Mary Whipple Murray, one of the most decorated and revered coxswains in the history of rowing, got her start one hot summer Washington day as a middle-schooler. Mary and her younger sister, Sarah, were both bored and driving their mother crazy. Their resourceful mom thought of a solution and enrolled the sisters in a rowing camp at the local aquatics center— after all, their mom rationalized, rowing should be fun for a couple of spindly sub-five footers.
The sisters’ mom was so right.
“We took the six lessons, and then the coach told us we might be great coxswains,” said Mary. “We were confused about what he called us, and then intrigued, and before we knew it, we were on the high school team.”
After high school Mary earned a spot in the coxswain seat for the women’s eight rowboat at the University of Washington. The wins piled up for Mary and her teammates—her team only lost twice. At the next level, Mary built on that impressive collegiate success as the coxswain for the US team from 2004 2012. “True, we didn’t lose much at those levels,” said Mary, a member of the Shaklee Pure Performance Team, “but I lost so much in high school that early on I learned really valuable lessons about leadership and overcoming adversity.”
Beginning with her high school team, Mary followed a direct path to the pinnacle of her sport’s achievement: three Summer Games medals, with a silver medal in 2004, gold in 2008, and gold in 2012.
Conducting a winning rhythm
The coxswain sits at the stern of the boat and faces the eight rowers. The rowers each wrap their powerful hands around a 12-foot-long oar and sit with their backs to the bow. The coxswain is the only one in the boat who can see ahead but also the last to cross the finish line. “I’m the coach in the boat, the race strategy manager, the tactician, and race status reporter,” Mary explained. And she is the undisputed leader of one of the most successful teams in Summer Games history—in any sport.
All the members of the women’s eight agree that the mighty heave of each rower—pulling nearly 25 tons of force during their 250 strokes in the 2000-meter race—would yield just lots of disorderly splashing without the leadership and race management skills of their diminutive coxswain. “She’s a powerful personality in that small frame,” said rower and fellow member of the Shaklee Pure Performance Team Caryn Davies, who sat directly across from Mary for all three of their medal runs in the Summer Games. “We rowers might have pulled to the medals, but no question that she pushed us there!”
What are some of the leadership principles that Mary employed to help take her teams to victory? Here’s a glimpse at the concepts Mary believes can help leaders inspire their groups to higher achievements:
- Demand—positively! “I describe my leadership as ‘positively demanding.’ Being on a team means we’ve agreed to a culture, to giving our best. I set and enforce the standard that we’ve promised each other.”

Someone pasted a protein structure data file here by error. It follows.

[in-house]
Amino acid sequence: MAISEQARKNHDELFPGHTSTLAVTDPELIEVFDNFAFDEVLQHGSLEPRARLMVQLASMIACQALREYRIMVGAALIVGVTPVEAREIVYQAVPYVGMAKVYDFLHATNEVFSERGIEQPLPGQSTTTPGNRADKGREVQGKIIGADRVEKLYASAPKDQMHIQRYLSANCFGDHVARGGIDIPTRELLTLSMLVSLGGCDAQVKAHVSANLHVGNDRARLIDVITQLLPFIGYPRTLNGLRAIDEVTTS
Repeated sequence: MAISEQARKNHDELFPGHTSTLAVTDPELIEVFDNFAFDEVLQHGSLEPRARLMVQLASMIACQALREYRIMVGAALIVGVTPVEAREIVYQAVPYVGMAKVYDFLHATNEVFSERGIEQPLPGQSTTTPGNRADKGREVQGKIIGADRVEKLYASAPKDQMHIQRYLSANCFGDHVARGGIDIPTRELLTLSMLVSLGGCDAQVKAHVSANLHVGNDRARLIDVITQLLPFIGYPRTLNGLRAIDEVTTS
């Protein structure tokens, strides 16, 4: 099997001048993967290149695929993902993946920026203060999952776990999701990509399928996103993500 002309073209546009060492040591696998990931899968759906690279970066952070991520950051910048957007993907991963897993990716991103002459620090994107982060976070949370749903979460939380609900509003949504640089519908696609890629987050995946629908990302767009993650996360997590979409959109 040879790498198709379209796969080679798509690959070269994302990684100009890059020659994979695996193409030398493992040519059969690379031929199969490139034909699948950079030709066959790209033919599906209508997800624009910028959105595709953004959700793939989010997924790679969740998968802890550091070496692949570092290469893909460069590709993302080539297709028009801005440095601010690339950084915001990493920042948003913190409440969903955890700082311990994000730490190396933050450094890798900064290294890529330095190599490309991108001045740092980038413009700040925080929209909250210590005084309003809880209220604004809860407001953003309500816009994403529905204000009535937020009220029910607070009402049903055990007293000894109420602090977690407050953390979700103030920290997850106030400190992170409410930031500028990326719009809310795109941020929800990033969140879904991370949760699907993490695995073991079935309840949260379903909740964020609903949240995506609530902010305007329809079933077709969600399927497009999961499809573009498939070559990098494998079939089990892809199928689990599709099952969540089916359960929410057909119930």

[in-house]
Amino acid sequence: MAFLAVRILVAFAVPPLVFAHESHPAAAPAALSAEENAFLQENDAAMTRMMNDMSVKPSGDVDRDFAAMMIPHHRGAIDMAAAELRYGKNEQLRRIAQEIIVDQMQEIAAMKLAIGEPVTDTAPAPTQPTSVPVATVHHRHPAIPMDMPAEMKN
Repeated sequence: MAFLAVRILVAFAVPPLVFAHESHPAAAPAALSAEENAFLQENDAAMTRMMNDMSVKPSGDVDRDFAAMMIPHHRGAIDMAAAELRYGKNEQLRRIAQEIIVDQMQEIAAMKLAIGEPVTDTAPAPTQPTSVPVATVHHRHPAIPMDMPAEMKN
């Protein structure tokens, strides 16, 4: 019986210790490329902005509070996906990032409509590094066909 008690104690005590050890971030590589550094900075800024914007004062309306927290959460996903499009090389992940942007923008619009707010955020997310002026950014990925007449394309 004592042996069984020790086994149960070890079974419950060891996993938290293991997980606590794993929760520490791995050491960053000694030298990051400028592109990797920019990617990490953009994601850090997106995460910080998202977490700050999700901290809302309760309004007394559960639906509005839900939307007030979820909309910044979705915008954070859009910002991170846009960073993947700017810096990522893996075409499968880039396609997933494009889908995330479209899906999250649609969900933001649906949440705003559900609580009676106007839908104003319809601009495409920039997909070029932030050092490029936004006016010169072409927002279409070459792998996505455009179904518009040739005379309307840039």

- Consistency: “Leaders need to be consistent in their actions and in decision-making. If there is any variance then you need to explain why you chose that action or decision. It is simple transparency that helps everyone understand what to expect and then work without fear or uncertainty.”
- Vision: “I’m the only one who can see ahead in the boat, but we all can keep the ‘big picture’ in mind. If we know the broader goals then it’s easier for us to overcome adversity and to work harder in spite of tedium, lack of immediate gratification, or minor setbacks. Look ahead, see the big picture, and share the vision with everyone.”
- Validation: “My teammates pull in the same motion thousands of times a day in perfect unison. It would be easy to feel lost in it all, so I make sure that each person knows the value of her contribution. We all want to know that our small part is important to the whole, so I ensure that everyone feels valued. If a leader sees the group losing quality, first check that the motivation level is right by providing validation to what the members are doing. Whether it’s with a spouse, team member, or partner, every little bit of validation is good. And necessary.”
- Love: “I’m so fortunate,” exclaimed Mary. “I absolutely love what I’m doing, but in a way that might surprise you. I’ve learned that you need to own the process, stay authentic to the process, and love the process. We take pride in our technique, and even take pride in the mundane steps. You quickly enjoy what develops, and before you know it, you’re saying, ‘How did I do that great thing?’ The answer is that you loved all the little steps.”
Beyond leadership, Mary believes that health and fitness are critical for top achievement in any endeavor. “We should want to be the best version of ourselves, to feel strong and energetic,” she explained. “Strive to stay active and loose and use the body you’ve been given. That’s one reason I love Shaklee— it’s about putting the proper nutrients into your body, fueling it correctly so that you can enjoy more of your life.”
Mary has certainly enjoyed those proud moments with her teammates, standing on the pier with them after the medal ceremonies, a culmination of leadership, teamwork, hard work, and lots and lots of strokes. The victory tradition is to toss the flailing coxswain into the water after the ceremony. It’s happened many times to Mary Whipple Murray.
And she makes a very big splash indeed.
A special thank you to Mary Whipple Murray, Gold Medal winner in the 2012 Summer Games and 2008 Summer Games, Silver Medal winner in the 2004 Summer Games, and Member of the Shaklee Pure Performance Team. Mary’s favorite Shaklee products include Vitalizer and Shaklee Physique.